Dr. Craig Denney is a Senior Agile Coach with more than 35 years of experience. Craig has been a Scrum advocate over the past seven years, delivering 30+ custom software projects using Scrum and XP techniques. He has a Ph.D. in Operations Management from the University of London and is certified as a Lean Six Sigma Green Belt, PMP, Scrum Master, Siebel Target Account Selling, and Executive Conversation.
Scaling the Scrum Product Backlog
In its simplest, purist form, Scrum calls for the Product Owner to write User Stories, refine them with the various stakeholders, and present them to the team for grooming and estimating. However, in order to scale, this is often impractical, and the work of creating and refining the Product Backlog must be shared. This is further complicated when there are multiple teams working on multiple subsystems, and often multiple backlogs. Another challenge is added in regulated industries where various agencies may require highly detailed requirements and specifications be met and demonstrated with a Requirements Traceability Matrix or other auditable documentation.
One solution I have found to be very useful is to define a workflow for story development and create custom states for each handoff in the process. A Kanban board can be very useful to visually present the stories in each state.
For example, the Product Owner writes a few epic stories outlining the functionality they want to see for a particular feature. After refinement with the appropriate stakeholders, these may be passed to a Requirements Analyst to insert the “Thou shalt/Thou shalt not” regulatory or other acceptance criteria. These epics may then be passed to an Architecture or High-Level Design team to broadly define design parameters or add technical requirements for integration with other systems. They may also break it down into smaller story groups for assignment to specific teams. At this point, the stories should be ready for presentation and grooming by the teams, giving them the context and “big picture,” and made ready for estimation. Simple status labels such as “In Process” are rarely sufficient for such a workflow, with multiple resources iterating through layers of refinement needing to be tracked in order to maintain the flow of the Backlog “pipeline.” The screenshot below depicts one process flow for doing this.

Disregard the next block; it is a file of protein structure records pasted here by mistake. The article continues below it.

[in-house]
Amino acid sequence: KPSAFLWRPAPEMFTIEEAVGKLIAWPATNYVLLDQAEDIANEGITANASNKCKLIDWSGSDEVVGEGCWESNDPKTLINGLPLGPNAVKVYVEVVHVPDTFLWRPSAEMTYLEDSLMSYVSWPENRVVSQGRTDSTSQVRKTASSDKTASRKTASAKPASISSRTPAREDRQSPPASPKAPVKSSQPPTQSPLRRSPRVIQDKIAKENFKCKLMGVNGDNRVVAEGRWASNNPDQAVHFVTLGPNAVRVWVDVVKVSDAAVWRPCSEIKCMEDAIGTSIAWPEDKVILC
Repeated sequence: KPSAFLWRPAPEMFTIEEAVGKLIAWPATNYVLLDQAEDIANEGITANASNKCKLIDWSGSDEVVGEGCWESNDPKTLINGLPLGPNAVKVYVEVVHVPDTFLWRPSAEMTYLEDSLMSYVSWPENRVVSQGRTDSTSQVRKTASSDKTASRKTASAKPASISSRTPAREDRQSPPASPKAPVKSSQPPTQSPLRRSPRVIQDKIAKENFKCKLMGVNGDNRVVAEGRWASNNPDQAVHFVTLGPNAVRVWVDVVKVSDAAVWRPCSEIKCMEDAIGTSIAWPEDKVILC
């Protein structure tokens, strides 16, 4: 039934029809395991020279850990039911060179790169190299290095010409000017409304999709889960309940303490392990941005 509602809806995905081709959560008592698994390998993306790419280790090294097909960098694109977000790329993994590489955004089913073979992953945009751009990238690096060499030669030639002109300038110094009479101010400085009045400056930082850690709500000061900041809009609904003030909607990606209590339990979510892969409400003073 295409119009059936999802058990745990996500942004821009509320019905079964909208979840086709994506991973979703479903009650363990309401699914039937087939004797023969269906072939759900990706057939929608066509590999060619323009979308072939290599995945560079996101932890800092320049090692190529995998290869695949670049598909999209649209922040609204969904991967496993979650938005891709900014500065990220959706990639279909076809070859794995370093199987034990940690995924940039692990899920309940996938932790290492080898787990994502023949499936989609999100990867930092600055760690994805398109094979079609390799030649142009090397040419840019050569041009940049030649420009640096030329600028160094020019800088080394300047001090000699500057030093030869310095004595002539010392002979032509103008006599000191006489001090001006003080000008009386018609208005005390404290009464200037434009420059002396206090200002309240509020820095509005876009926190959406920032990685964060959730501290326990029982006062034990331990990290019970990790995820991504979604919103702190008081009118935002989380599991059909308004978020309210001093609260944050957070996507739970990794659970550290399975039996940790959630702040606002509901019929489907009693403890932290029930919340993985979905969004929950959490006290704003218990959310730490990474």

Below offers another view as a filterable list, showing the hierarchy of features, parent, and child stories, and their current status, estimates, etc. giving a more comprehensive view.
This may seem like the antithesis of the “less is more” philosophy that many believe is the essence of Agile. However, the key to success in my experience, is a disciplined process to work through each story articulation level. Time-boxed meetings where only stories and scope that are ready for that phase are on the agenda. It’s a pull system, and it exposes bottlenecks in your pipeline quickly, rather than having such broad status labels that delays go unrecognized for too long. There’s nothing agile about grooming and estimating sessions that churn around and around because of inadequate story development. It all begins with the backlog.